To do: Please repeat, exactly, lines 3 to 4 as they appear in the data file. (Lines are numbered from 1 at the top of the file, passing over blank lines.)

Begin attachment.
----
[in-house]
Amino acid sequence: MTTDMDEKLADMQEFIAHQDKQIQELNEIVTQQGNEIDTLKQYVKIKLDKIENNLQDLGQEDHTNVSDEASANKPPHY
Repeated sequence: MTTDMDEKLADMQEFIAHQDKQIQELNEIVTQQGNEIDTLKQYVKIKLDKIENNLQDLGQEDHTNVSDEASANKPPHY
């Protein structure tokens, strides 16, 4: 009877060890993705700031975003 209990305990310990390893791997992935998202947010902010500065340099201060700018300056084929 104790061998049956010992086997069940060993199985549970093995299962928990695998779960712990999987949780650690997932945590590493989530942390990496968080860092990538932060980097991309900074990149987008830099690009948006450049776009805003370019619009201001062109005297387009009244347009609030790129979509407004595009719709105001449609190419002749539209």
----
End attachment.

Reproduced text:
Repeated sequence: MTTDMDEKLADMQEFIAHQDKQIQELNEIVTQQGNEIDTLKQYVKIKLDKIENNLQDLGQEDHTNVSDEASANKPPHY
């Protein structure tokens, strides 16, 4: 009877060890993705700031975003 209990305990310990390893791997992935998202947010902010500065340099201060700018300056084929 104790061998049956010992086997069940060993199985549970093995299962928990695998779960712990999987949780650690997932945590590493989530942390990496968080860092990538932060980097991309900074990149987008830099690009948006450049776009805003370019619009201001062109005297387009009244347009609030790129979509407004595009719709105001449609190419002749539209």